WASHINGTON, D.C. — In a new study, higher daily step counts were associated with lower mortality risk from all causes. The research team, which included investigators from the National Cancer Institute (NCI) and the National Institute on Aging (NIA), both parts of the National Institutes of Health, as well as from the Centers for Disease Control and Prevention (CDC), also found that the number of steps a person takes each day, but not the intensity of stepping, had a strong association with mortality.
The findings were published March 24, 2020, in the Journal of the American Medical Association.
“While we knew physical activity is good for you, we didn’t know how many steps per day you need to take to lower your mortality risk or whether stepping at a higher intensity makes a difference,” said Pedro Saint-Maurice, Ph.D., of NCI’s Division of Cancer Epidemiology and Genetics, first author of the study. “We wanted to investigate this question to provide new insights that could help people better understand the health implications of the step counts they get from fitness trackers and phone apps.”
Previous studies have been done on step counts and mortality. However, they were conducted primarily with older adults or among people with debilitating chronic conditions. This study tracked a representative sample of U.S. adults aged 40 and over; approximately 4,800 participants wore accelerometers for up to seven days between 2003 and 2006. The participants were then followed for mortality through 2015 via the National Death Index. The researchers calculated associations between mortality and step number and intensity after adjustment for demographic and behavioral risk factors, body mass index, and health status at the start of the study.
They found that, compared with taking 4,000 steps per day, a number considered to be low for adults, taking 8,000 steps per day was associated with a 51% lower risk for all-cause mortality (or death from all causes). Taking 12,000 steps per day was associated with a 65% lower risk compared with taking 4,000 steps. In contrast, the authors saw no association between step intensity and risk of death after accounting for the total number of steps taken per day.
“At NIA, we’ve long studied how exercise is important for older adults, and it’s good to see further evidence from a large study with a broad sample that the main thing is to get moving for better overall health as we age,” said Eric Shiroma, Ph.D., a co-author and NIA Intramural Research Program scientist.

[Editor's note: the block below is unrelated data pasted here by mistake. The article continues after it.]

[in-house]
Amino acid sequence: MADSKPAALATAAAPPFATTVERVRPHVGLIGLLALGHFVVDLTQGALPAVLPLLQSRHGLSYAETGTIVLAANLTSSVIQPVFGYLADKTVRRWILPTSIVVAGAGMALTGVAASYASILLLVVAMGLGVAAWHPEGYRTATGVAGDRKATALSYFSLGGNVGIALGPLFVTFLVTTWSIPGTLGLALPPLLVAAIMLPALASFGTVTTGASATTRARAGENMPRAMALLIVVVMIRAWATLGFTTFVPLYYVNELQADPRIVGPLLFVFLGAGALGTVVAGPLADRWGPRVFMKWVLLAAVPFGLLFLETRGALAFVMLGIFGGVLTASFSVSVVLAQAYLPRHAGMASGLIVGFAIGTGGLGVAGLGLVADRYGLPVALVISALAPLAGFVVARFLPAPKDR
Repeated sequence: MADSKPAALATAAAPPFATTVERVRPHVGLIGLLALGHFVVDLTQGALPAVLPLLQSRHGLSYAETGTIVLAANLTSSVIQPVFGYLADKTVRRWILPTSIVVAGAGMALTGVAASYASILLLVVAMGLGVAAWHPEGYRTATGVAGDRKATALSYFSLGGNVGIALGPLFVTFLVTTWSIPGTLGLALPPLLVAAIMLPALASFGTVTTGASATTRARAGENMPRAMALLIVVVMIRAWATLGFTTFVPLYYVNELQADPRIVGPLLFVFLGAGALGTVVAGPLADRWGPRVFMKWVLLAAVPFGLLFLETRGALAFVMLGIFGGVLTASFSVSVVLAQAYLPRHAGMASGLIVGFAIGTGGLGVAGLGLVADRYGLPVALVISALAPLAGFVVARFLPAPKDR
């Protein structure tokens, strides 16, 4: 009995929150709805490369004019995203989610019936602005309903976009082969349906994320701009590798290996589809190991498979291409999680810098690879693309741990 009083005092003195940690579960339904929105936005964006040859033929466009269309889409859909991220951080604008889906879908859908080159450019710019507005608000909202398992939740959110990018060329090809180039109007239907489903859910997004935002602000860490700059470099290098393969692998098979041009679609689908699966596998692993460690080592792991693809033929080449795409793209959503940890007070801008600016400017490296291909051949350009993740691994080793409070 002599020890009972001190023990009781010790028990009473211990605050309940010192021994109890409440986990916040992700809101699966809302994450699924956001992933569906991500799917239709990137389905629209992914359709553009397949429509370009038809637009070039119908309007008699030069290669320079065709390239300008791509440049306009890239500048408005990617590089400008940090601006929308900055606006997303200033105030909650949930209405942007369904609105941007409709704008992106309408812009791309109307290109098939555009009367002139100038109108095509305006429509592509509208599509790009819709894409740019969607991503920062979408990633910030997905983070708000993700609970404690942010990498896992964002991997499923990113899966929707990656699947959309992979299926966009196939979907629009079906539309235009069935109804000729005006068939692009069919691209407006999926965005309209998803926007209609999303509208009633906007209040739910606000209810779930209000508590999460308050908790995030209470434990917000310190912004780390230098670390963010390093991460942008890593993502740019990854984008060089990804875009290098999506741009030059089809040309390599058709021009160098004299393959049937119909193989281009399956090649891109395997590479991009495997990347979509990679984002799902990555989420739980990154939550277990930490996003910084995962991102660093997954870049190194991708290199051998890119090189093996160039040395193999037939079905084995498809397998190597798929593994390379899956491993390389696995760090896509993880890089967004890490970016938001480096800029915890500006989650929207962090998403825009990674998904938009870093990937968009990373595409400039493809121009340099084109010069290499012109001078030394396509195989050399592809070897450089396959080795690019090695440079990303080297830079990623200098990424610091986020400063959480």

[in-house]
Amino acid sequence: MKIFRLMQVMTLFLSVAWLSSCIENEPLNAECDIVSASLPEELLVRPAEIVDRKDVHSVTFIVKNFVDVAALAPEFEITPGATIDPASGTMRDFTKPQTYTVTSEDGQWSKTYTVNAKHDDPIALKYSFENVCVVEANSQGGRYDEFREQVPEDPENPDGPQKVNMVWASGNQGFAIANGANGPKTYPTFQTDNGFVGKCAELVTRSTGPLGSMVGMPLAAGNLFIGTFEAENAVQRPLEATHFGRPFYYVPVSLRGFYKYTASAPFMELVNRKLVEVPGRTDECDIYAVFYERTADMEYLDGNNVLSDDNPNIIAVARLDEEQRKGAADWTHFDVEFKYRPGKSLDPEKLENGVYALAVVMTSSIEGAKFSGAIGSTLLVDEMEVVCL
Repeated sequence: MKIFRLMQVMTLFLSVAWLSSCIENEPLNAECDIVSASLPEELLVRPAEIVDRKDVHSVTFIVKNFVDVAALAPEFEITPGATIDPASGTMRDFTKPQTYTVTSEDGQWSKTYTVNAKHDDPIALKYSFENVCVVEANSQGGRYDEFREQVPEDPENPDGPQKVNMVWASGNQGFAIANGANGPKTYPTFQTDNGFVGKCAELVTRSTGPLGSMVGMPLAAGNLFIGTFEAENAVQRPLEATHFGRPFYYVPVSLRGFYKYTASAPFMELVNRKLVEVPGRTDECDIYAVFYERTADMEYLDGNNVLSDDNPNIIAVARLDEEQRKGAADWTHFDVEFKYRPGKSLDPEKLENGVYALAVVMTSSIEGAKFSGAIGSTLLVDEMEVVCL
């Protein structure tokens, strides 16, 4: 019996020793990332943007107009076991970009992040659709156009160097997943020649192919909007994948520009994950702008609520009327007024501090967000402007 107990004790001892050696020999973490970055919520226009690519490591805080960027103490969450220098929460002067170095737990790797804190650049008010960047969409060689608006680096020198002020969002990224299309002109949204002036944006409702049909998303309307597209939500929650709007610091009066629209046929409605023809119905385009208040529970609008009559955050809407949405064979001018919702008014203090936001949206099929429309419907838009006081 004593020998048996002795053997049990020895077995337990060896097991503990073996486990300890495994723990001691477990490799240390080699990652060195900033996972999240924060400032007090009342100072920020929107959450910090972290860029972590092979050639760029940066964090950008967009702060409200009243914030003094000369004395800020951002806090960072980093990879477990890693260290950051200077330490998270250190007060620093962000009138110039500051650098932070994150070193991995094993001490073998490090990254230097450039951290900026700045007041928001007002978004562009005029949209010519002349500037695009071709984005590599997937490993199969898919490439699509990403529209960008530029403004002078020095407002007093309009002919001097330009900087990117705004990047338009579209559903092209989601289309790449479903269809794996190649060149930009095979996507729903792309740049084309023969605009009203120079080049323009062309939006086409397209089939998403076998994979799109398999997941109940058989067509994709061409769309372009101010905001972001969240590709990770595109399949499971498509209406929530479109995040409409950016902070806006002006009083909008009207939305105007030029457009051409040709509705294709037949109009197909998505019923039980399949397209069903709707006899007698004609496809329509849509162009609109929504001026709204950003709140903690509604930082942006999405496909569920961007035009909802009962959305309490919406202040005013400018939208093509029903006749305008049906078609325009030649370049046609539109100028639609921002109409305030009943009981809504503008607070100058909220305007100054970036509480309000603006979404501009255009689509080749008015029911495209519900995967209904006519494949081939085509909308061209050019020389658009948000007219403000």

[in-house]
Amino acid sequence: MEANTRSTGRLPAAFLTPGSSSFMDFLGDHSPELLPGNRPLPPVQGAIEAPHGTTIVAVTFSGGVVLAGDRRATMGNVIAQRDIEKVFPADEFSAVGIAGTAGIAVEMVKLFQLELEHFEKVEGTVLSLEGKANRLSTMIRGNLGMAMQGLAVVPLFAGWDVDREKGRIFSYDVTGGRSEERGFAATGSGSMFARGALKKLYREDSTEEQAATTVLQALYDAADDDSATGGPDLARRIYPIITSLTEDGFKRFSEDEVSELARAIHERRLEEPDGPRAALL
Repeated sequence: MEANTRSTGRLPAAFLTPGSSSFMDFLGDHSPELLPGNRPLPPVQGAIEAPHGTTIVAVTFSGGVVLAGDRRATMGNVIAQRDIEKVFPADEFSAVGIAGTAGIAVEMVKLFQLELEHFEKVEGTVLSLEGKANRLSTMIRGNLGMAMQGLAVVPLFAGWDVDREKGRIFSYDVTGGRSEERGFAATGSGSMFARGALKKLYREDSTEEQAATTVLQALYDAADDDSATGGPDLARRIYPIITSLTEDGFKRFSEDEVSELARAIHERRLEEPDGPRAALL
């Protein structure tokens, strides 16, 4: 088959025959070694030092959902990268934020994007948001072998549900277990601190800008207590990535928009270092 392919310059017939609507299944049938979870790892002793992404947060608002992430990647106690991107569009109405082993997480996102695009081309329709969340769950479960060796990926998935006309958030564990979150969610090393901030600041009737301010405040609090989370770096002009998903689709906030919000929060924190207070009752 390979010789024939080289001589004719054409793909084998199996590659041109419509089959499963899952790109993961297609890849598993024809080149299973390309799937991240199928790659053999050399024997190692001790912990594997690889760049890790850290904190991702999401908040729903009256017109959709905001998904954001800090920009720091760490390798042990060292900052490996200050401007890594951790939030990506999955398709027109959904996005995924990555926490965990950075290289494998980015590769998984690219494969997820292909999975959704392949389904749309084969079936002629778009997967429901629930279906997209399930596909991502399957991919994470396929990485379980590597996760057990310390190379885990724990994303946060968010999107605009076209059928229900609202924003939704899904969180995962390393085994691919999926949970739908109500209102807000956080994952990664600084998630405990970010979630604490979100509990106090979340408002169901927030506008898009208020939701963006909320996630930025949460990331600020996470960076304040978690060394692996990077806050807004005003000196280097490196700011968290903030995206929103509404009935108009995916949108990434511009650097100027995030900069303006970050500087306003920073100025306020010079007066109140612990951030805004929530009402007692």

In analyses by subgroups of participants, the authors found that higher step counts were associated with lower all-cause death rates among both men and women; among both younger and older adults; and among white, black, and Mexican-American adults. In secondary outcomes of the study, higher step counts were also associated with lower rates of death from cardiovascular disease and cancer.
Data collection was conducted through the CDC’s National Health and Nutrition Examination Survey (NHANES), a program of studies designed to assess a nationally representative sample of the health and nutritional status of adults and children in the United States.
The researchers were surprised they didn’t find an association between higher stepping intensity and all-cause mortality after adjusting for the total number of steps per day. Because few studies have investigated an association between mortality and intensity among adults going about their daily lives, the study authors wrote that future studies of walking intensity and mortality are warranted.
“Being physically active has many benefits, including reducing a person’s risk of obesity, heart disease, type 2 diabetes, and some cancers. And on a daily basis, it can help people feel better and sleep better,” said Janet Fulton, Ph.D., of CDC’s Division of Nutrition, Physical Activity, and Obesity. “CDC is working with communities and partners across the country, as part of the Active People, Healthy Nation initiative, to make it easier, safer, and more convenient for people to be active in their own communities.”
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